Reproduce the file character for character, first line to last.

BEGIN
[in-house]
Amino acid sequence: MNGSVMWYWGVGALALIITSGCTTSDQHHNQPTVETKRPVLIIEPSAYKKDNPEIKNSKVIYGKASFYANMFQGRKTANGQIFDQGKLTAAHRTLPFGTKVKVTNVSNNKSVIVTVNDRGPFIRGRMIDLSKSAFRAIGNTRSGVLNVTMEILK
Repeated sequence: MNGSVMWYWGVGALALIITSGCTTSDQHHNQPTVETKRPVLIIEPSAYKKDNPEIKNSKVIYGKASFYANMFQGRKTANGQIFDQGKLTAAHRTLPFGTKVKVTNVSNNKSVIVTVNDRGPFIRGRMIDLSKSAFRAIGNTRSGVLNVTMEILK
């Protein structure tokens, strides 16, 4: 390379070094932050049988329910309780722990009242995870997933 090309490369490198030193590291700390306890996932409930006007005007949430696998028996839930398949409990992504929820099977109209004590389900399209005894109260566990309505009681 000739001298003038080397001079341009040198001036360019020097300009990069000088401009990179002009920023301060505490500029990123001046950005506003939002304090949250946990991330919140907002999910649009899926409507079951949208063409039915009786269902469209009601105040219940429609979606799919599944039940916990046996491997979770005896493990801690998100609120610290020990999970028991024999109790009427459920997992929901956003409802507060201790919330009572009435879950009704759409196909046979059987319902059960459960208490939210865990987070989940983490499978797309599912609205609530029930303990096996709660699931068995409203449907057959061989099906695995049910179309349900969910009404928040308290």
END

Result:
[in-house]
Amino acid sequence: MNGSVMWYWGVGALALIITSGCTTSDQHHNQPTVETKRPVLIIEPSAYKKDNPEIKNSKVIYGKASFYANMFQGRKTANGQIFDQGKLTAAHRTLPFGTKVKVTNVSNNKSVIVTVNDRGPFIRGRMIDLSKSAFRAIGNTRSGVLNVTMEILK
Repeated sequence: MNGSVMWYWGVGALALIITSGCTTSDQHHNQPTVETKRPVLIIEPSAYKKDNPEIKNSKVIYGKASFYANMFQGRKTANGQIFDQGKLTAAHRTLPFGTKVKVTNVSNNKSVIVTVNDRGPFIRGRMIDLSKSAFRAIGNTRSGVLNVTMEILK
């Protein structure tokens, strides 16, 4: 390379070094932050049988329910309780722990009242995870997933 090309490369490198030193590291700390306890996932409930006007005007949430696998028996839930398949409990992504929820099977109209004590389900399209005894109260566990309505009681 000739001298003038080397001079341009040198001036360019020097300009990069000088401009990179002009920023301060505490500029990123001046950005506003939002304090949250946990991330919140907002999910649009899926409507079951949208063409039915009786269902469209009601105040219940429609979606799919599944039940916990046996491997979770005896493990801690998100609120610290020990999970028991024999109790009427459920997992929901956003409802507060201790919330009572009435879950009704759409196909046979059987319902059960459960208490939210865990987070989940983490499978797309599912609205609530029930303990096996709660699931068995409203449907057959061989099906695995049910179309349900969910009404928040308290």